For the Gnome Street Gnome event I wanted to be able to run the workshop without the need for lots of HDMI monitors and keyboards. I also wanted the simplest set-up possible as I knew I'd likely need to do it multiple times. The organiser provided me with a pile of Pi3, each with an SDcard containing noobs.

Pi.jpg

I used the latest full Raspian image and flashed it to the SDCards using my laptop and Win32DiskImager. The image contains all the software needed pre-installed so saved me downloading more.

 

The raspberry pi 3 will happily run without a keyboard and monitor but I needed to configure the WiFi adapter before we could connect to them. The easiest way to do this would be to use a keyboard and monitor to do the setup.

 

As I did not have this, I used the console which can be accessed via a serial connection attached to the TX and RX pins on the Pi's header. I used a USB to TTL module, checking that it was 3.3v compliant. Mine was a CH340 based module and seemed to work fine. I connected TX, RX and GND, and powered the board from a second USB port or supply. Some boards also provide 5v power so check your documentation. On the PC you run a serial terminal such as Putty and connect it to the serial port, you can then access it in the same way you'd do from a command prompt on screen or SSH remotely.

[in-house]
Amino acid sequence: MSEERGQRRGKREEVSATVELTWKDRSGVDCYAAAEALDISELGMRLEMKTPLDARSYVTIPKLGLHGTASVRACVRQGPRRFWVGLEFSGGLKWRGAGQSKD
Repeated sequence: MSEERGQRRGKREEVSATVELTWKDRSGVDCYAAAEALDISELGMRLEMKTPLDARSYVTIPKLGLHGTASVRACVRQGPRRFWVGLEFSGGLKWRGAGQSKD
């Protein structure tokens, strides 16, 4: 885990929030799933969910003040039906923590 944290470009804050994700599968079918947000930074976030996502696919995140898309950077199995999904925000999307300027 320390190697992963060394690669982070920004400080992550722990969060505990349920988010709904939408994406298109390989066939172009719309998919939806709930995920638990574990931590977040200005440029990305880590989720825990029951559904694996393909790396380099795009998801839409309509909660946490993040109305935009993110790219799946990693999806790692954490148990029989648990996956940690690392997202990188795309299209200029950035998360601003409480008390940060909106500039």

Serial.png

 

To configure the WiFi I edited the wpa-supplicant config file, I then used the raspi-config tool to change the host name.

 

Node-red was already installed so it was set to run on boot using:

 

sudo systemctl enable nodered.service

 

Finally the boards were rebooted and we ready for use.

2016-04-30 11.21.04.jpg

 

To make accessing the node-red designer straightforward, I installed the Bonjour software on the Windows laptop. This allows connection via http://raspberrypi.local:1880 rather than needing to know the IPAddress, this should not be needed if you are accessing via a Mac, Linux PC or tablet. The service part of this capability is already installed in the image.

 

Whilst researching this, I realised that there's quite a few steps that have been improved over the years which made my job a lot simpler than first thought.

I also tried the Raspian Jessie Lite version, that also works but you will need to install Node-Red and it's dependencies.

 

It was a good thing that I did not have to install anything during the workshop as the art centre WiFi required you to accept terms and conditions. I only realised this when we tried to play a WAV file of a police siren and all we got was noise. We had downloaded the file directly onto the Pi using WGET. I opened the file to see if it was corrupt and realised it was HTML! We got around this by downloading the files on PC and coping them over using WinSCP.

 

Summary

  • Install Raspian on SDcard
  • Configure to connect to WiFi
  • Set unique host name
  • Configure Node-Red to auto start

 

Reference

 

Writing SDcard

Access via serial port

Configuring WiFi via Command Line

Change Host Name

Node-Red on Pi